Friday, January 19, 2024

Best Laid Plans

Winter has really hit hard this January.   First was the wind-storm that knocked out power for a couple days.   Luckily we are prepared for that and the generator hookup for the house is already set.  I just needed to wheel out the generator, hook up the lines and flip the switch to get most of the house back on power.  

The contest calendar was on my mind.  The ARRL North American QSO Party for CW was this weekend and despite all of my attempt to be ready for that I could not really participate.

I tried.

The problem was rooted in a very pernicious RFI problem in the shack.  When I installed the second (replacement) KPA-500 I noticed that the KPA would switch bands during Tx -- even with very low power from the K3.    The problem was even worse when high power was used.  And, it didn't matter if the load was the antenna or a dummy-load.

The issue is critical because it would be unfortunate if the KPA got a driving signal from the K3 that was expected on a band but not the band the KPA was ready to handle.   A sure fire way to blow those precious finals on the KPA.

As much as I tried to limit the amount of RF(I) in the shack, I could not eliminate it fully.  The KPA would encounter a situation where the KPA was wrongly changing the band even though the K3 (driving exciter) was not changing band.

I've narrowed the problem down to emissions and I will just need to re-do the way the shack is setup by changing one thing at a time until I can find correlation.   

Good news is that the WX is getting warmer so I can work more easily in the shack.

Just in time...    TX5S (Clipperton) is expected to go up in a couple days and I also need to get back into the MST contesting scheme.    And then there's the slew of State QSO Parties to do.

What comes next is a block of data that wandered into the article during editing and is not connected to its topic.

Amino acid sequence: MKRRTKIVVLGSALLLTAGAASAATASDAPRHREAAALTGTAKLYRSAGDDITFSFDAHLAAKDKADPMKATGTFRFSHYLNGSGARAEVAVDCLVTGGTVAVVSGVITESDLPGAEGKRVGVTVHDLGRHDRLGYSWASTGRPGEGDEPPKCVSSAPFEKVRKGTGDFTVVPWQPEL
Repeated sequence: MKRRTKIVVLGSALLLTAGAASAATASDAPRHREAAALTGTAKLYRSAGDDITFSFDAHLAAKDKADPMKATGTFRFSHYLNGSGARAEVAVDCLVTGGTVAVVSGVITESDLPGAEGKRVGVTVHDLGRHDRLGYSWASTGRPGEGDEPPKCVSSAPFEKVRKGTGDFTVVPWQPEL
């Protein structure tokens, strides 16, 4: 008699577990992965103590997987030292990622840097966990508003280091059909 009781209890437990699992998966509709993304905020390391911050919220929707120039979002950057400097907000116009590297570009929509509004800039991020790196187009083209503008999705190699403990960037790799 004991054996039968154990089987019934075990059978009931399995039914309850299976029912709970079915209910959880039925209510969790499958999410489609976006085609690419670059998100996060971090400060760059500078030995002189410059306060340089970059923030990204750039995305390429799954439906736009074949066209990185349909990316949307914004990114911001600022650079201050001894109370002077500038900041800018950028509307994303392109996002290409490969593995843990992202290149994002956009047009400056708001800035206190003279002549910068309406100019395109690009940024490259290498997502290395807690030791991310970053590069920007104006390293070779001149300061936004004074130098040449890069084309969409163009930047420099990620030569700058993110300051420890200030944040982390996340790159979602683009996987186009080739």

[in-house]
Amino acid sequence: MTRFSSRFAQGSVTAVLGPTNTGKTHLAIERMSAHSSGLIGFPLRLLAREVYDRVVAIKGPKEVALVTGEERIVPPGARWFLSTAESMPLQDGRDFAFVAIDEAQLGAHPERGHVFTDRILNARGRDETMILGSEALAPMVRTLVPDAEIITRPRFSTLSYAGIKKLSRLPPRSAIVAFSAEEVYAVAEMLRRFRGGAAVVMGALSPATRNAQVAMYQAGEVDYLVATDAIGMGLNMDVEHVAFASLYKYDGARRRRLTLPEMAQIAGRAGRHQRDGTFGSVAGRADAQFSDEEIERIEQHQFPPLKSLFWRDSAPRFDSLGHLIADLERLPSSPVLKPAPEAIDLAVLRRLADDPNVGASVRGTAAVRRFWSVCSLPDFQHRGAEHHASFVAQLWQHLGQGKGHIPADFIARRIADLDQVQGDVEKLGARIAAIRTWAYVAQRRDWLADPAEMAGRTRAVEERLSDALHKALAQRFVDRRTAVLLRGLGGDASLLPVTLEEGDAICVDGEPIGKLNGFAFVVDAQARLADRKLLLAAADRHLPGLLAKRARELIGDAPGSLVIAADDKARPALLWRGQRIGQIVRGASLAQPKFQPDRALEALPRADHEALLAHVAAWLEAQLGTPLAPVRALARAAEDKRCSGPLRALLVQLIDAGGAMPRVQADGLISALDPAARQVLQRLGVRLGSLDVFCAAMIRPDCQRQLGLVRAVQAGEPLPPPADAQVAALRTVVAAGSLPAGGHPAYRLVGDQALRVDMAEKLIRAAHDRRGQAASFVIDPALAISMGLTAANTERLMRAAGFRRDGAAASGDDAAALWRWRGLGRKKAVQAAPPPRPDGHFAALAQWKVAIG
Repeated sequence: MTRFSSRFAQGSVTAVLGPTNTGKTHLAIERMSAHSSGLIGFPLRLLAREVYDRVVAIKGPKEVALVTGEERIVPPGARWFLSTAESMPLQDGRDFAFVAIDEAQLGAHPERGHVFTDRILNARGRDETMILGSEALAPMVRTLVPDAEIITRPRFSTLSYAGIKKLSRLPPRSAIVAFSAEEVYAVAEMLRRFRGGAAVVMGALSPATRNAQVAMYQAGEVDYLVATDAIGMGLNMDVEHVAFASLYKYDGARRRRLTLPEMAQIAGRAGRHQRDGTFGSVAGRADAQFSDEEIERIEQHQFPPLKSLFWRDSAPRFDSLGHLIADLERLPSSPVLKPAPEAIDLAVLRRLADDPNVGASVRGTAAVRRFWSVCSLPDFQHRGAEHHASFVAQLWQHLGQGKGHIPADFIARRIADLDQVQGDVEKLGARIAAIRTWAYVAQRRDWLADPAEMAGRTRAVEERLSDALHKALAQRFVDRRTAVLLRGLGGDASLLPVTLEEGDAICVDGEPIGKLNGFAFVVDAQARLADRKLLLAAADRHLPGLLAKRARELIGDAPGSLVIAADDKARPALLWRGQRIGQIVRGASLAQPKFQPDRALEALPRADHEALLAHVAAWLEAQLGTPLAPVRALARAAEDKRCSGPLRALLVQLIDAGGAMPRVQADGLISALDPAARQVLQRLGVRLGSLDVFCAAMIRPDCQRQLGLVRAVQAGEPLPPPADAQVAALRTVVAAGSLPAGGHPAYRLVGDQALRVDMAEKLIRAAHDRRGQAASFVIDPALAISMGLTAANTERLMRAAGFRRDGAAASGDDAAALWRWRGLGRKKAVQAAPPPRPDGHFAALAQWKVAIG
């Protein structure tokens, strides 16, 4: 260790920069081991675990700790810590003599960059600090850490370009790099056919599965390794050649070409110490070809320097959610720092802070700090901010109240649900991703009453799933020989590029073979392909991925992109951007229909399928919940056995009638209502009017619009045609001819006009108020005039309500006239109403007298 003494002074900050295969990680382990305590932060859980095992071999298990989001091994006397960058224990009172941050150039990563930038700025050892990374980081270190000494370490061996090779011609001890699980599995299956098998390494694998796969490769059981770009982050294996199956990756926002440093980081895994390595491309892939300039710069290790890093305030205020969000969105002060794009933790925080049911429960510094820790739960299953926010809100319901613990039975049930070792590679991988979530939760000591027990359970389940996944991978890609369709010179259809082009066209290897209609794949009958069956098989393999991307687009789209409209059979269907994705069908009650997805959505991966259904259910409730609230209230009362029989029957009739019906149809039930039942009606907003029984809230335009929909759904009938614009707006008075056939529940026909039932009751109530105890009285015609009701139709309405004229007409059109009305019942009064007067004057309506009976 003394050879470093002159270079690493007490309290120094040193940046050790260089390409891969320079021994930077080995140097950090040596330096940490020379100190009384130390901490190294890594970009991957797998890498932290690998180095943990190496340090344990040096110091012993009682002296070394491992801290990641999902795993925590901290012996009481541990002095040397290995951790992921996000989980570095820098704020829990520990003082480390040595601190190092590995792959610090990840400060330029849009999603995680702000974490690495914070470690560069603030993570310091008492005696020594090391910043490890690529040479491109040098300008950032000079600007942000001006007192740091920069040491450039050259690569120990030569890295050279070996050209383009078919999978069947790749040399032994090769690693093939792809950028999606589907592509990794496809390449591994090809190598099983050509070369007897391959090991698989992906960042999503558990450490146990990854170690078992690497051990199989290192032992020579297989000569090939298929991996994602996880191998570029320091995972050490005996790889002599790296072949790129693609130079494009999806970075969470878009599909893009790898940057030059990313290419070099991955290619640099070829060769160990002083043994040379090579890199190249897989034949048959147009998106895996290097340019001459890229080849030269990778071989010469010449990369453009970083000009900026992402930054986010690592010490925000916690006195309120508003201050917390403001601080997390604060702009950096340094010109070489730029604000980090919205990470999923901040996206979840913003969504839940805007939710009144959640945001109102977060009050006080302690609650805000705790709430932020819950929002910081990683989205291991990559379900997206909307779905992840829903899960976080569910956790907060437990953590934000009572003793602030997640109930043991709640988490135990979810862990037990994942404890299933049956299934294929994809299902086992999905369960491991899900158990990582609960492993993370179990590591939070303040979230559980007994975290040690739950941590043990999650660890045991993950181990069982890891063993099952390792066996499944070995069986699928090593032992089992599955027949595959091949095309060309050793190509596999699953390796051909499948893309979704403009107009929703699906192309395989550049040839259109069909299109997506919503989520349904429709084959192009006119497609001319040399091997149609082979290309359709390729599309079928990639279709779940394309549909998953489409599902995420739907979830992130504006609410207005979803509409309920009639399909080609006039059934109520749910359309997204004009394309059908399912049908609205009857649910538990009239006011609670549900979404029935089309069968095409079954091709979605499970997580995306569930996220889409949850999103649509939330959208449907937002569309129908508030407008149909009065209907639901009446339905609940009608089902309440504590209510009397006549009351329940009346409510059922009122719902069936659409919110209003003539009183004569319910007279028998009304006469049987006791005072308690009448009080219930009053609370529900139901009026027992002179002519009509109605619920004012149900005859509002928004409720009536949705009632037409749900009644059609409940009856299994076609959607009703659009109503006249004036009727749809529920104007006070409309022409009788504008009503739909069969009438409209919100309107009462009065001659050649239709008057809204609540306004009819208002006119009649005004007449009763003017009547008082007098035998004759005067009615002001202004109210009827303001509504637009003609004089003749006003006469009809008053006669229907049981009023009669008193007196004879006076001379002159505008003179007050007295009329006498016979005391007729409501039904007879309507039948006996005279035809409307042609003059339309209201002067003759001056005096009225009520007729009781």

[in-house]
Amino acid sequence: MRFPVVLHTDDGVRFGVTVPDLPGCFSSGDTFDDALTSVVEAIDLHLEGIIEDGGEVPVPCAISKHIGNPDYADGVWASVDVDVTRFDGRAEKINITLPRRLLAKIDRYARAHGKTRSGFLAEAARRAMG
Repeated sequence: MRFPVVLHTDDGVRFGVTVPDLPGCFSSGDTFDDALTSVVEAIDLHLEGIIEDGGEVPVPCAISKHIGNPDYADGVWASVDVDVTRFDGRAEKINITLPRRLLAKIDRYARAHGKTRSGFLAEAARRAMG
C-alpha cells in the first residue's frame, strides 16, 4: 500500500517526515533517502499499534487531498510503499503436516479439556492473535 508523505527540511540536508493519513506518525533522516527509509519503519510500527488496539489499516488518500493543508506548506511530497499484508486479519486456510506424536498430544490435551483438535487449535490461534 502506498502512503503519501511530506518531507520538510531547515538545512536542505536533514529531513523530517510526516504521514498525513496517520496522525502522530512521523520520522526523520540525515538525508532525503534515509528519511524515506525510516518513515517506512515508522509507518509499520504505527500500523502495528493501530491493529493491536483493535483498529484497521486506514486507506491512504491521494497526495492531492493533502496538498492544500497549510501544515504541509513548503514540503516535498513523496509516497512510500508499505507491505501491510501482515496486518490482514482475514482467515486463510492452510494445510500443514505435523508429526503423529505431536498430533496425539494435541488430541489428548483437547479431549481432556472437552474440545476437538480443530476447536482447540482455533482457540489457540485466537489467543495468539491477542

Finally, got the bill from Elecraft for the repair of the KPA-500.  The cost to replace the MOSFET finals (VRF-2933) is $850 plus shipping.  The KPA-500 is a tough little unit and does a good job, but take care of it.  If the magic smoke comes out, it's about 1/4 of the cost of the amplifier to replace them.
I took care of mine and I still don't know what the real cause was for the failure -- and neither does Elecraft.   Don't expect the warranty to apply.  It really looks like the problem I'm having with KPA-500  number two is why number one failed -- the KPA-500 got driven off band.

Friday, January 5, 2024

Lenny, what's your secret?

The new year already spun and the CQ Marathon results were sent in.

171 Entities
39 Zones   (missed #34)
210 total

The WWDXC is chalking up some big numbers.  Very cool to see the club so active in CQ Marathon. On average the reports I've seen have each individually been north of 200 points -- some even above 300 when they include the Zone counts.   Great work!

Right around the new year, a member of the WWDXC posed a question about How Long does it take for Honor Roll?

I put some thought to it and came up with this small story:

In 2018, our family visited Paris.  Our son was 16 and we knew that soon his college preparation would occupy his time so this would be our last 'great adventure'.  He picked Paris, so.. (twist my arm, right) .. we went.

We went to the usual places - the Louvre was one of them.  But there were too many fine museums to see.  We saw a dozen  or so for the three weeks we stayed in the Latin Quarter (Rue Monge).   We were fortunate that because of his education -- he was actually quite well versed in some of the history and at times was our 'docent' as we walked the parquet halls.